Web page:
HC Deb 08 July 1875 vol 225 cc1173-98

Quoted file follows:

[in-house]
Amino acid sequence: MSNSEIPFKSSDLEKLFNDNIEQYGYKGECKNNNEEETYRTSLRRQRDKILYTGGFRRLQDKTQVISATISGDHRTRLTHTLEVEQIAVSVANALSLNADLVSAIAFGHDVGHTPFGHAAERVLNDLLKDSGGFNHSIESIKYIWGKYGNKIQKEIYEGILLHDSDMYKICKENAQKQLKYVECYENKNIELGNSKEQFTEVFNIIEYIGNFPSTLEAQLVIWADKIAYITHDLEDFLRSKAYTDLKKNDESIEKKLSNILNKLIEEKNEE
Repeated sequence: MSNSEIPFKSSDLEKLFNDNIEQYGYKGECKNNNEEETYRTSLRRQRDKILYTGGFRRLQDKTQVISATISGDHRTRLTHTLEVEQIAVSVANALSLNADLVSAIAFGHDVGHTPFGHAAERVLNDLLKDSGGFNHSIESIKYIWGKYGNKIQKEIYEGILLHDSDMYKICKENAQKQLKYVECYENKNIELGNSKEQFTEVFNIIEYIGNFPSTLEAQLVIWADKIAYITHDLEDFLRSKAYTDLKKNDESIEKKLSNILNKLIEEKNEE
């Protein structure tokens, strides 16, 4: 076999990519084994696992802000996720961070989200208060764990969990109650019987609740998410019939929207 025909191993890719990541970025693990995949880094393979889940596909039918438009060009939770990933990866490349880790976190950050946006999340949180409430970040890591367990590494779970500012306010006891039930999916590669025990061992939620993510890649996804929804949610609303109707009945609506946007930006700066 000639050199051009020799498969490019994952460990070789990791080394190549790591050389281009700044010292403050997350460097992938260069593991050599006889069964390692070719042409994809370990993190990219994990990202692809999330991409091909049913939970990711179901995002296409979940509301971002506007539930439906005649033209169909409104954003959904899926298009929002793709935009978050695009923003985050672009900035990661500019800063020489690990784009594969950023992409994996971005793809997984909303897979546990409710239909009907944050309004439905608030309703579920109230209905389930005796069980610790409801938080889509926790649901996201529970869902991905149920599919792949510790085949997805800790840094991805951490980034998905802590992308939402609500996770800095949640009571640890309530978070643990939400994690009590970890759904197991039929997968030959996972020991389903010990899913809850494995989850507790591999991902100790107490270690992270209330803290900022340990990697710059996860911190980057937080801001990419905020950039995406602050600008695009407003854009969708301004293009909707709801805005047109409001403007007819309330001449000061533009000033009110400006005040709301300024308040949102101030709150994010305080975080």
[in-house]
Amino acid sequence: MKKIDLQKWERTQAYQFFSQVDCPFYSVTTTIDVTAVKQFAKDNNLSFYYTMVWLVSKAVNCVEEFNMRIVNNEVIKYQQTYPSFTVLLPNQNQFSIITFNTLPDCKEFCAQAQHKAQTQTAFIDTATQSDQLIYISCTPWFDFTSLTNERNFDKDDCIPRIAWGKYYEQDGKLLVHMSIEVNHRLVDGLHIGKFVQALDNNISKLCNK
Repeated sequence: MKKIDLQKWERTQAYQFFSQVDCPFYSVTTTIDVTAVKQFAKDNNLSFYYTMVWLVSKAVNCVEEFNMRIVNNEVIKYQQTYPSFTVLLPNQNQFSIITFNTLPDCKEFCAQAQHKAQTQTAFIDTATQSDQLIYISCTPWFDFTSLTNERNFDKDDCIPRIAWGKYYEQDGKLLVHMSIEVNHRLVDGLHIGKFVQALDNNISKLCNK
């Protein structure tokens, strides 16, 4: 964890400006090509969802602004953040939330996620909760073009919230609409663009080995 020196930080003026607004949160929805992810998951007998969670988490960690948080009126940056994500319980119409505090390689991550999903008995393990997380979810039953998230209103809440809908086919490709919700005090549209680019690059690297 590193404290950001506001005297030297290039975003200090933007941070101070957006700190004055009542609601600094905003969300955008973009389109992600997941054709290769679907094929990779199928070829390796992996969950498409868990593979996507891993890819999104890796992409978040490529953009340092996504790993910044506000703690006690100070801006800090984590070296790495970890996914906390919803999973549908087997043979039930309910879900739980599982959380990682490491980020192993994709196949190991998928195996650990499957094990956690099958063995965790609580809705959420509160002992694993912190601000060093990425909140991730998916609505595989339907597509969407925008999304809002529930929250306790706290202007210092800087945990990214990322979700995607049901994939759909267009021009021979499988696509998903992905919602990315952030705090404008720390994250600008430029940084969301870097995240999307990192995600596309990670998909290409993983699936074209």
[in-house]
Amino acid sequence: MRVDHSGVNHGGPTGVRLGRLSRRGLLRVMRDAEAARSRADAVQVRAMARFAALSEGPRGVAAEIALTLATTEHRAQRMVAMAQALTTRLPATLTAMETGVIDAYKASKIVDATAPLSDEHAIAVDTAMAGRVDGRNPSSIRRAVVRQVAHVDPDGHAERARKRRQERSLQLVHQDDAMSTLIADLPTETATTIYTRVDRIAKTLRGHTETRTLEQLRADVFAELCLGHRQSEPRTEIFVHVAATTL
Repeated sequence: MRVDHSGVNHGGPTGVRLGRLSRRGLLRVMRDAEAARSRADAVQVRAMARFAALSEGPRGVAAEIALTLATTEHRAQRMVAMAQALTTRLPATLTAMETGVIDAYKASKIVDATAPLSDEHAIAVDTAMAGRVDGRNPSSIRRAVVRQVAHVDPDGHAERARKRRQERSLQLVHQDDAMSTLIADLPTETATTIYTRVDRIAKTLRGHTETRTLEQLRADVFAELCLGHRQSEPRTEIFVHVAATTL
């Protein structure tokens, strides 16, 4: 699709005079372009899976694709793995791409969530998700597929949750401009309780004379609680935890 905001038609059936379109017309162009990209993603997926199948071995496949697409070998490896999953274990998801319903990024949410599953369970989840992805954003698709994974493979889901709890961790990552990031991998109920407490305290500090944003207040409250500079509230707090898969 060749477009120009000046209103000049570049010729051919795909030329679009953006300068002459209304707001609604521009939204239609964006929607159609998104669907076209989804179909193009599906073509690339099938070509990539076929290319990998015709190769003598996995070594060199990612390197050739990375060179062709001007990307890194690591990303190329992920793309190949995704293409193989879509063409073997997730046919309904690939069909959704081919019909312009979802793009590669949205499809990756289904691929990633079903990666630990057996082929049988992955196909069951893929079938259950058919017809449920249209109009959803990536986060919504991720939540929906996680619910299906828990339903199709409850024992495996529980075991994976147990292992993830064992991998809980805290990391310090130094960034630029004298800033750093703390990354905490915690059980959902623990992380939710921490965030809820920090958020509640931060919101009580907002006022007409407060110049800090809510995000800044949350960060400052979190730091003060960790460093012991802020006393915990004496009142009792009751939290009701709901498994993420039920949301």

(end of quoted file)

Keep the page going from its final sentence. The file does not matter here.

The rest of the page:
The Motion I have placed on the Paper embraces both armoured and unarmoured ships. While the principles I seek to enforce apply equally to either class, for the sake of brevity my observations shall be confined to iron-clad ships. I may at once explain that, in recommending that an effort should be made to combine the most essential qualities of a man-of-war with reduced dimensions, I do not desire to criticize, in an unfavourable sense, the shipbuilding policy of the past. The ships designed by the hon. Member for Pembroke (Mr. E. J. Reed) and his successors are admitted by the most competent authorities abroad to be superior to any yet built in their own naval yards. We have been going with the times, and keeping well a-head of, other nations. On the other hand, it will be admitted that much disappointment has been felt that the number of fighting ships we have been able to turn out has been year by year diminishing. During the last 10 years we have launched on the average two iron-clads annually. The former average was insufficient; and there had been a marked falling-off in the last three years. In 1870, six ships were launched, including three of the Audacious type, and the Hercules and Sultan, which still remain the most powerful masted iron-clads we possess. In 1871, we launched seven ships; but four of these were of the Cyclops class, comparatively small, and intended only for coast defence. In 1872 we launched three ships; the Devastation, Thunderer, and Rupert. The two succeeding years are blank, as regards the history of our iron-clad shipbuilding; and when the Alexandra was recently launched at Chatham, an interval of nearly three years had elapsed since an armoured ship had been added to the Navy. The cause of this stagnation is not so much the insufficiency of the Estimates as the extravagant cost of the individual ships. Previous to the iron-clad epoch, a ship of war could be built for £1,000 a-gun. The cost has now increased to £125,000 a-gun; and these figures, large as they are, may be considerably augmented before the Inflexible and the Dreadnought are completed. Such an outlay is the less satisfactory at a time when questions are being raised as to the policy of building these enormous ships under the altered conditions of naval warfare. I do not insist on smaller ships with a view to reduction of expenditure. Previous to the Franco-Prussian War, it might have been possible to bring down the Naval Estimates to a sum not exceeding £10,000,000. The increased armaments of the Continental Powers have altered the situation. The particular amount required must be determined by the responsible Ministers of the Crown; and they need never shrink from asking for what is necessary to maintain an efficient Navy. The Naval Estimates have been often criticized, but the criticisms have been directed, not so much to the aggregate amount, as to the injudicious application of the money voted to the Naval Service. The most rigid economists in the House of Commons have no desire to starve the Navy, though they are anxious, and rightly so, that our effective strength shall be proportionate to the outlay incurred. Now, in order to attain this object, it is essential to avoid all sudden fluctuations, whether of increase or reduction in the naval expenditure. It is equally essential that we should take care not to fall behind the age in the designs we adopt for our vessels of war. When we review the past history of the Navy, we find many instances where we have been too slow in admitting the necessity for a change in the system of naval construction. "We have clung to the accepted types, because a reversal of policy would have been tantamount to an admission that the fleet which we had created at great pains and cost had become obsolete, or at best, of little value. It is my object to present a similar error in our own times; and I venture to think the present occasion is not altogether inopportune. The Estimates before us include two armourclads, on each of which it is proposed that only two workmen shall be employed. A force so insignificant can have made no appreciable progress in the herculean task in contemplation, and modification in the designs at the present stage would not involve a serious loss. It is undoubtedly most difficult to form a distinct conception of the future requirements for the matériel of the Navy. But the problem must be faced. The other maritime Powers are not dependent, like ourselves, for their very existence on the command of the seas. They can afford to await the result of our costly experiments. We are in a different position. The question we have to decide is not whether we shall or shall not for a time suspend our shipbuilding operations, but rather what type or types it is most advantageous to adopt, having regard to the actual and prospective conditions of naval warfare. We must therefore make up our minds on a number of questions, which it is more easy to suggest than to answer. Are we right in building ships of monster size, solely for the purpose of carrying armour, ponderous in weight, but no longer impenetrable? In the middle ages armour for personal defence was gradually increased in weight, until it became an insupportable incumbrance. The use of armour for the protection of ships seems likely to lead to a similar result. It is practically impossible to construct vessels to carry armour sufficiently heavy to resist the guns already introduced, still loss to resist those in process of manufacture. This is proved by the table published by the War Office, showing the penetrating power of the guns in use in 1873. The Committee on Naval Designs, in their Report made in 1871, pointed out that we were approaching a period when the guns would assert a final and decided superiority over armour. Admirals Elliott and Ryder, in their separate Report, expressed an opinion that the continued use of side armour was of doubtful expediency. They objected to the use of any vertical side armour of less than 20 inches in thickness as a protection to the vitals of a ship. They believed that, if war broke out, and our Fleet were protected by this armour, the other maritime nations would resort to the use of guns, against which the armour we now employ would afford no protection. At the present moment the Elswick Company are making 12 100-ton guns for the Italians; and the French have a 38-ton breech-loading gun, which, next to our own, is the most powerful gun in any Navy. M. Dislere, the author of a most suggestive essay, recently published, La Marine Cuirassée, condemns as inadequate any armour of less than 16 inches in thickness; and it has been laid down, no doubt correctly, by the right hon. and gallant Member for Stamford (Sir John Hay), that a ship defended by 16-inch armour must have a displacement of 16,000 tons. In the opinion of M. Dislere, armour which is not impenetrable is worse than useless; for if there be reason to hope that large shells may penetrate the thin sides of unarmoured ships without bursting, it is certain that they will burst against the weakest armour. While, however, the value of armour as a protection against guns is daily becoming more and more doubtful, it seems probable that engagements will hereafter be fought, not with the gun, but with the ram and the torpedo. In support of this statement I might multiply quotations from Commander Noel's able essay, The Gun, the Ram, and the Torpedo, from Captains Colomb and Pellew, from Admirals Touchard and Jurien de la Gravière, from M. Dislere, and many other sources. In dissenting from the Report of the Committee on Naval Designs, Admirals Elliott and Ryder express their firm conviction that the most destructive means of attack will be found in the ram and the torpedo, that the most efficient ram will prove the most efficient fighting ship, and that the leading features of unsinkableness and handiness which constitute the best ram, will also facilitate the avoidance of the enemy's torpedoes. Looking to the growing importance of ram and torpedo warfare, it appeared to them most desirable to avoid building ships of such large dimensions as the modified Fury, with a displacement exceeding 10,000 tons. In the United States, special attention has been devoted to torpedoes. Admiral Porter, in an official Report, has predicted that in the next great naval fight, the torpedo will decide the result. At Berlin it has been determined to build no more large iron-clads at present. General von Storch, the head of the German Admiralty, stated in the Reichsrath last December that the improvement in torpedoes rendered it undesirable to build the flotilla of monitors included in his former programme of vessels to be built for coast defence. In France it is believed that the torpedo is destined to produce in naval tactics a revolution not less complete than those which have been already brought about by steam, rifled guns, armour plating, and the ram. The torpedo will now, M. Dislere anticipates, be fired from the broadside of ships in action. It may, in short, be regarded as a submarine gun. During the Franco-Prussian War, the French Fleet in the Baltic was reduced to complete inaction by the dread of torpedoes. Turning from foreign opinions, what do we learn from the most eminent men in our own country? Sir Spencer Robinson told the Committee on Designs that he believed a total change in naval warfare was impending; that what we wanted most were neither Devastations nor Sultans, but a class of immensely-powerful torpedo ships. Torpedoes were destined to a great position in naval warfare. Here it may be asked whether the attention of the Constructor's Department has been sufficiently directed to torpedo vessels. We have completed one small vessel, the Vesuvius; but a first experiment must inevitably suggest many improvements, which could be advantageously introduced in subsequent designs. Mr. Barnaby has frankly admitted that it is a question how far we dare go in putting large sums of money into single ships, remembering that every ship in existence can be penetrated by torpedoes, the large ships as easily as the small ships. Where such differences of opinion prevail, it is difficult to arrive at a conclusion as to the most judicious practical application of the Shipbuilding Vote. There is, however, a general concurrence of opinion in favour of certain types. Rams are admitted to be necessary, and the smaller the dimensions, having due regard to other conditions, the more formidable such a vessel must be. The power of a ram depends on speed and facility in turning. Mobilitate viget, irresque acquirit eundo. The steam ram should be protected by armour in vital points, and it is impossible to give armour protection to a small vessel without some sacrifice of other qualities. In vessels specially designed to act as rams, it would be advisable to give up guns, and it would be unnecessary to insist on a large supply of fuel. The use of rams for harbour defence has been ably discussed by M. Dislere. The ram for coast defence must not, in his opinion, be diverted from its proper use. As Admiral Goldsborough has put it—" The vessel must be the projectile, the steam power the gunpowder." The combined effect of the weight of the vessel and her speed cannot but be irresistible, and the ram, reduced to its one weapon, the spur, relieved from the weight of the artillery and the armour-plating to protect it, rendered in consequence small, handy, and swift, cannot but be a formidable adversary to a bombarding and blockading squadron, composed probably of ships greatly inferior in manœuvring qualities. I trust that the Admiralty may feel justified in ordering at least one ram to be built, free from the incumbrance of artillery. Three or four such vessels could be constructed for the cost of one Rupert. Turning to sea-going types, the Committee on Naval Designs were unwilling to give up armour protection, even though the armour might be penetrable by the heaviest guns. They say— After making every allowance for the disadvantages that attend the use of an enormous dead weight of very costly armour, we cannot lose sight of the indisputable fact that, in an action between an armour-clad and an unarmoured ship, (assuming that they carry guns of equal power), the former has, and must have, an immense advantage in being able to penetrate the sides of her adversary, at a distance at which she is herself impenetrable, and further, in being able to use with effect those most destructive projectiles, common shells, which fall harmless from her own armoured sides. While it may be admitted that this argument, so conclusive in favour of the retention of armour for first-class vessels of war, all these advantages of the armoured over the unarmoured ship, on which the Committee chiefly insisted, are secured in the Audacious class. The armour of these ships, which is 8 inches thick at the most important points, will resist the projectiles of the 9-inch gun at 200 yards, and must therefore continue to be of service until foreign vessels of war receive a more powerful armament than they usually carry at the present time. As cruising iron-clads for general service, the Audacious class—in which, for the purposes of comparison with other classes, the Swiftsure should be included—presents the best result yet attained for an equal expenditure of money. The cost of each of these vessels may be put in round figures at £250,000; and it is stated by the Constructors of the Admiralty, in their special Report, that they have guns capable of penetrating all but the exceptional armour of foreign Powers, and that they carry armour impenetrable to all but the exceptional guns of such Powers. They carry their guns into action at a speed closely approaching to 14 knots, and they can cruise without the use of steam. Moreover—and this, perhaps, is the most important consideration of all—this result is attained in ships of a moderate size, and the first cost of the ships and of the men required to man them is thus kept down to the lowest point. All these advantages have been still more fully realized in the Shannon, now building at Pembroke. When, therefore, we take into consideration that three Shannons can be built for the cost of one Inflexible, or at least that five Shannons can be built for the cost of two Inflexibles, it would appear wise to divide our expenditure more equally between the two classes. Instead of having only one Shannon in progress, and two Inflexibles, it would be more advantageous to the Navy that we should now be constructing four Shannons and only one Inflexible. The policy of building any vessels of the Inflexible class is open to some doubt. None are being built in the United States, and only one—the Redoubtable—very slowly in Prance. In Russia the Peter the Great is gradually approaching completion, having been commenced some four or five years ago. Yet in the present undecided state of naval opinion, and while other Powers continue to build such vessels, being in this unwilling imitators of England in a policy which their own constructors disapprove, the public might feel some uneasiness if we were to abandon altogether the construction of first-class iron-clads. Sir Spencer Robinson's evidence before the Committee on Designs is an accurate reflection of the naval mind on this question. He wanted more Devastations, although he fully recognized their defects. He wanted more Sultans, for services in which the ships would be required to remain at sea for a lengthened period. At the same time, he admitted that we were on the eve of a complete change in naval warfare, and that, when the torpedo system had become more perfect, large iron-clads would be less necessary. If only the Admiralty will be firm in insisting on moderate tonnage, as a sine qua non, we may rest confident that it will be found possible to produce most formidable vessels at a greatly reduced cost. The triumphs of the hon. Member for Pembroke (Mr. E. J. Reed) were won by combining greater fighting power with smaller dimensions than those adopted in the earlier iron-clads. The Hercules surpasses the Minotaur even more in the superior facility with which she can be manœuvred than in the weight of her armour and the power of her guns. The ingenuity of our naval architects would be turned to good account in designing the most powerful ships that could be built for a sum not exceeding £100,000. The true policy of naval construction has been well described by M. Gervaise, an eminent constructor of the French Navy. He says— Our aim should be, not simply to produce ships more powerful and of greater speed than any others of known form and dimensions. That object may generally be attained without difficulty, simply by building a larger ship than the type you wish to surpass. The really difficult problem is to produce a ship which shall combine the required power and speed with the smallest dimensions. In other words, the merit of naval architecture consists in producing the greatest possible amount of naval force for a given sum of money. These are principles which cannot be too strongly insisted upon, and which the British Admiralty have so often forgotten in the sacrifices they have made to the idol of popularity. In justice to our own constructors, we must add that they have often expressed the same opinions. In their Report on the Audacious class to the Committee on Designs, they say— In view of the dangers to which ships, how. ever heavily armoured and armed, and however large, are exposed from torpedoes, rams, and other submarine attacks, we consider the best ships are those of the smallest dimensions, which can engage the armour-clad frigates of other nations with a good prospect of success. The advice thus tendered to the Admiralty should be appreciated by Parliament. The Constructors show an evident reluctance to expend the ample resources at their disposal in building sensational ships. These things are done to please the public; and public opinion on such a question rests on imperfect knowledge. The judgment of the Department itself is the judgment of men of special knowledge; whose claims to our confidence rests on close and constant study of this complicated question in all its bearings. In conclusion, I would suggest one other argument against building ships of exaggerated size. Will not a captain be burdened with an almost intolerable anxiety, when he knows that his ship is one of a very limited number, and that the loss of such a ship may be a most serious blow to the Navy? In the numerous fleets of the olden times, the fate of an individual ship was a less momentous question. But if you concentrate the whole powers of the Navy in a few ships, such as we have lately built, you throw upon the officers in command a weight of responsibility which may check that gallant and almost reckless ardour, with which the great battles of the past were fought and won.